Unix operating system has a philosophy :

Write programs that do one thing and do it well.

That’s why when you begin to learn Unix command line tools, you realize that there are numerous small programs that do a great job at doing one specific thing. grep searches very well, wc is great at counting, ls is very powerful at simply listing directory content in different ways. Then one day, you discover pipes, which suddenly elevates the experience of using these small programs by combining them together and using the output of one program as an input for the other. Input goes in, output comes out, Never a miscommunication!

What if this philosophy was applied to the world of cloud computing? Amazon Web Services (AWS) seems to be aspiring exactly for that, as over the last decade, they have introduced gazillions of services that promise to do one specific thing and do it well. At the root of it, the idea is to convince a develper or a company to do everything computational inside AWS. Using and managing servers, storing data, authenticating users, making database queries, machine learning, the list goes on and on. All of these different functionalities have their own “service” and these services can be connected to each other. The idea is to write less code outside of the core logic and presentation of your webapp. If you ever get overwhelmed by the insane list of AWS’s badly named services (which you will), consider using this script that translates the service names into simple plain English.

TIL little bit about AWS Lambda. The purpose with this one is to allow the developers to only worry about writing small scripts (functions) that perform a particular task when triggered by an external event. Since I am a Bioinformatics person, I will use an example relevant to my field.

Suppose you store your NGS reads in FASTQ files on S3 storage service by AWS. Everytime a new FASTQ is uploaded to this storage space, you want to trigger a function that aligns the reads in that file to a reference genome. This trigger event can be done without Lambda, but the cool thing with Lambda is that it frees you from worrying about scaling your program with respect to increasing input. If someone uploads hundreds of FASTQs at the same time, Lambda can automatically increase the resources required for your program to manage these files. And unlike AWS EC2, you are billed only based on the number of requests made to the program that aligns the reads. This flexibility reduces the cognitive load associated with thinking about server configuration and saves money you may drain by simply using EC2 instances. Amazon likes to call the use of Lambda as “going serverless” but as Lynn Langit puts it in this talk, it is more approriate to call Lambdas “Containerless”. They are “functions that abstract away containers (along with servers) and are billed on executions , not server instance sizes.”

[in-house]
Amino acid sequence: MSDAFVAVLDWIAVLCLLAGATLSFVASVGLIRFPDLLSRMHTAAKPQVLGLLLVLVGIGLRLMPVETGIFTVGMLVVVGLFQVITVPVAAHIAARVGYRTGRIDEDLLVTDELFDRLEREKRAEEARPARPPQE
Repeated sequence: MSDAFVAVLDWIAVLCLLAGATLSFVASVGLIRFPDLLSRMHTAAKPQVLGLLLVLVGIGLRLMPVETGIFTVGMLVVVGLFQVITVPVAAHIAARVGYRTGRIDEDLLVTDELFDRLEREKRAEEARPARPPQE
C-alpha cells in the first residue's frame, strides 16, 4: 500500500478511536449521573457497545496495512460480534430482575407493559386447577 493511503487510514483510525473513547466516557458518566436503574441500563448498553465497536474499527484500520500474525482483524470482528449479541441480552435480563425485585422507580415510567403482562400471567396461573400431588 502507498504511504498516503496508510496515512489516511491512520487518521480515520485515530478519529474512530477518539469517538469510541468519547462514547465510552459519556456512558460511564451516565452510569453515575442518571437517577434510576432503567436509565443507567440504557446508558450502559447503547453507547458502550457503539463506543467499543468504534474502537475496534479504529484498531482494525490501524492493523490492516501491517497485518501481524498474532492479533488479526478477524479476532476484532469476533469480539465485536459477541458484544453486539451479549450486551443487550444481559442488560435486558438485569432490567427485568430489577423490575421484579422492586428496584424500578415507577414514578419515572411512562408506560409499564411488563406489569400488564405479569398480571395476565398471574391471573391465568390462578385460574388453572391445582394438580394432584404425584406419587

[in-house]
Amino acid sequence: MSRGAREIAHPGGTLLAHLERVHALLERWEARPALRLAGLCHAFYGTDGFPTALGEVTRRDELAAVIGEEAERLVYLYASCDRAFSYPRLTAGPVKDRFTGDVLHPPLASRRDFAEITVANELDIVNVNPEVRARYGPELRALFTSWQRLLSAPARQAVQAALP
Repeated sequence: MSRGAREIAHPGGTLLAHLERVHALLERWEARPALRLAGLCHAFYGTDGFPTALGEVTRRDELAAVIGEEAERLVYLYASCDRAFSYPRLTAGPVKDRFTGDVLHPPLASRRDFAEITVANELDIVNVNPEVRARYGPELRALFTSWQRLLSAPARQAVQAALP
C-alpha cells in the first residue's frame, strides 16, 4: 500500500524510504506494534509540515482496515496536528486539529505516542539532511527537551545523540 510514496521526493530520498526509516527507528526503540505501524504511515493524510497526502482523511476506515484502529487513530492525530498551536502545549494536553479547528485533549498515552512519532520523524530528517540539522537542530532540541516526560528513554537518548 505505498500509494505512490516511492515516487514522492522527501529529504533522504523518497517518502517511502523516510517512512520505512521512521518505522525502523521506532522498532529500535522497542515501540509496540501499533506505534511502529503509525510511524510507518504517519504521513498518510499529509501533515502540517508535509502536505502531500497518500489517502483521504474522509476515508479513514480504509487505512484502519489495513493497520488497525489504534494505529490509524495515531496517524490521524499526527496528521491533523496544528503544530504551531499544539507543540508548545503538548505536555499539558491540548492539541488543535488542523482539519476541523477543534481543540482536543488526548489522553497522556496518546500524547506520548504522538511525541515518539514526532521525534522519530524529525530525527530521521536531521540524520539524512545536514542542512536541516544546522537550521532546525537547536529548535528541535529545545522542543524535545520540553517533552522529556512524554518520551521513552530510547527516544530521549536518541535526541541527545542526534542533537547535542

Along with a Lambda for alignment, you can create numerous small Lambda funtions for post-processing of BAM files, calling variants, annotating variants etc. All these Lambda functions would be triggered by some event. So you could even have a BAM file from an external source and use only your variant calling Lambda function without having to use alignment and post processing Lambdas. This clear separation of responsibilties among multiple microservices can give you more control over your Bioinformatics workflow compared to the traditional “end to end” pipelines.

I am just beginning to learn AWS lambda. While I create something concrete, TILs specific to a particular goal achieved using AWS lambda will be added.